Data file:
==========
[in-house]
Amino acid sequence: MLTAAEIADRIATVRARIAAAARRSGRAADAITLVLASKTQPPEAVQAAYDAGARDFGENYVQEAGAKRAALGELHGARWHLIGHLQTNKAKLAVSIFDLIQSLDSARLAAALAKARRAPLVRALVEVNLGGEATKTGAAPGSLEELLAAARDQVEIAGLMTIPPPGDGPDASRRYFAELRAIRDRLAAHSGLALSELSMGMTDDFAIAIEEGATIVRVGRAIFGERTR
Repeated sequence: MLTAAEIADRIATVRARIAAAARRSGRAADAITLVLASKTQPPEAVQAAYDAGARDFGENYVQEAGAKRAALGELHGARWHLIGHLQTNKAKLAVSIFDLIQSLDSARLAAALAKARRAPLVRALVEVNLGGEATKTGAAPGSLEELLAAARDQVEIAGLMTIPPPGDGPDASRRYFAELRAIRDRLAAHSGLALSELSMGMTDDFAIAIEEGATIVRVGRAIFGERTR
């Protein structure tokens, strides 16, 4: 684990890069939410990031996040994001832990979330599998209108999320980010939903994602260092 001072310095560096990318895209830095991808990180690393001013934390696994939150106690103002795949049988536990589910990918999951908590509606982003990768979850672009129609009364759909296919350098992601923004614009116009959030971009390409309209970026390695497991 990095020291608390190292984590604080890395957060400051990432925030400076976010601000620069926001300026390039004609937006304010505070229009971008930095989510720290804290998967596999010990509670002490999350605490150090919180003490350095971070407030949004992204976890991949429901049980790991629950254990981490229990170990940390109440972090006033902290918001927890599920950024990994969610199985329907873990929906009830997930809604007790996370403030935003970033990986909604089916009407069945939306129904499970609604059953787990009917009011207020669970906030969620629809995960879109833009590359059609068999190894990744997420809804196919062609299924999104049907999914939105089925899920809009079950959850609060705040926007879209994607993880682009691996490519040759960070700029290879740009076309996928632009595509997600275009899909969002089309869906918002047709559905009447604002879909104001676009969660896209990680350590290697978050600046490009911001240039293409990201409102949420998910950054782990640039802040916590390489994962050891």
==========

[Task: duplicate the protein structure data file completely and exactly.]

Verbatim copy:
[in-house]
Amino acid sequence: MLTAAEIADRIATVRARIAAAARRSGRAADAITLVLASKTQPPEAVQAAYDAGARDFGENYVQEAGAKRAALGELHGARWHLIGHLQTNKAKLAVSIFDLIQSLDSARLAAALAKARRAPLVRALVEVNLGGEATKTGAAPGSLEELLAAARDQVEIAGLMTIPPPGDGPDASRRYFAELRAIRDRLAAHSGLALSELSMGMTDDFAIAIEEGATIVRVGRAIFGERTR
Repeated sequence: MLTAAEIADRIATVRARIAAAARRSGRAADAITLVLASKTQPPEAVQAAYDAGARDFGENYVQEAGAKRAALGELHGARWHLIGHLQTNKAKLAVSIFDLIQSLDSARLAAALAKARRAPLVRALVEVNLGGEATKTGAAPGSLEELLAAARDQVEIAGLMTIPPPGDGPDASRRYFAELRAIRDRLAAHSGLALSELSMGMTDDFAIAIEEGATIVRVGRAIFGERTR
């Protein structure tokens, strides 16, 4: 684990890069939410990031996040994001832990979330599998209108999320980010939903994602260092 001072310095560096990318895209830095991808990180690393001013934390696994939150106690103002795949049988536990589910990918999951908590509606982003990768979850672009129609009364759909296919350098992601923004614009116009959030971009390409309209970026390695497991 990095020291608390190292984590604080890395957060400051990432925030400076976010601000620069926001300026390039004609937006304010505070229009971008930095989510720290804290998967596999010990509670002490999350605490150090919180003490350095971070407030949004992204976890991949429901049980790991629950254990981490229990170990940390109440972090006033902290918001927890599920950024990994969610199985329907873990929906009830997930809604007790996370403030935003970033990986909604089916009407069945939306129904499970609604059953787990009917009011207020669970906030969620629809995960879109833009590359059609068999190894990744997420809804196919062609299924999104049907999914939105089925899920809009079950959850609060705040926007879209994607993880682009691996490519040759960070700029290879740009076309996928632009595509997600275009899909969002089309869906918002047709559905009447604002879909104001676009969660896209990680350590290697978050600046490009911001240039293409990201409102949420998910950054782990640039802040916590390489994962050891």